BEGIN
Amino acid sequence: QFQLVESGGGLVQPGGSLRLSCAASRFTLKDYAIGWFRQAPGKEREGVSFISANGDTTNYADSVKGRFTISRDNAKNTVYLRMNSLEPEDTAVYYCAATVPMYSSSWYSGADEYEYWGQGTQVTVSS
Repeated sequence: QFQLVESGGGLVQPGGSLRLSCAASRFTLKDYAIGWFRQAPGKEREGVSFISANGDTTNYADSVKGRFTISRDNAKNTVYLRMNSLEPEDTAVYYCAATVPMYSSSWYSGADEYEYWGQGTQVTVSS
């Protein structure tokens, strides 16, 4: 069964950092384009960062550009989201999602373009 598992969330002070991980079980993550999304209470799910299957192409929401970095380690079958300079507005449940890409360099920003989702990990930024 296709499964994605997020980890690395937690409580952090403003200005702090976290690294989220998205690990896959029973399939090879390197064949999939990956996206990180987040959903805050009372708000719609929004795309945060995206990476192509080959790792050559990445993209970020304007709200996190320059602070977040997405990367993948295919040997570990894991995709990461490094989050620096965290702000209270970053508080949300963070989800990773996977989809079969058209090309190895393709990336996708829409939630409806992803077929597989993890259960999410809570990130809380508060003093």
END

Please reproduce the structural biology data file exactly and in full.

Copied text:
Amino acid sequence: QFQLVESGGGLVQPGGSLRLSCAASRFTLKDYAIGWFRQAPGKEREGVSFISANGDTTNYADSVKGRFTISRDNAKNTVYLRMNSLEPEDTAVYYCAATVPMYSSSWYSGADEYEYWGQGTQVTVSS
Repeated sequence: QFQLVESGGGLVQPGGSLRLSCAASRFTLKDYAIGWFRQAPGKEREGVSFISANGDTTNYADSVKGRFTISRDNAKNTVYLRMNSLEPEDTAVYYCAATVPMYSSSWYSGADEYEYWGQGTQVTVSS
């Protein structure tokens, strides 16, 4: 069964950092384009960062550009989201999602373009 598992969330002070991980079980993550999304209470799910299957192409929401970095380690079958300079507005449940890409360099920003989702990990930024 296709499964994605997020980890690395937690409580952090403003200005702090976290690294989220998205690990896959029973399939090879390197064949999939990956996206990180987040959903805050009372708000719609929004795309945060995206990476192509080959790792050559990445993209970020304007709200996190320059602070977040997405990367993948295919040997570990894991995709990461490094989050620096965290702000209270970053508080949300963070989800990773996977989809079969058209090309190895393709990336996708829409939630409806992803077929597989993890259960999410809570990130809380508060003093």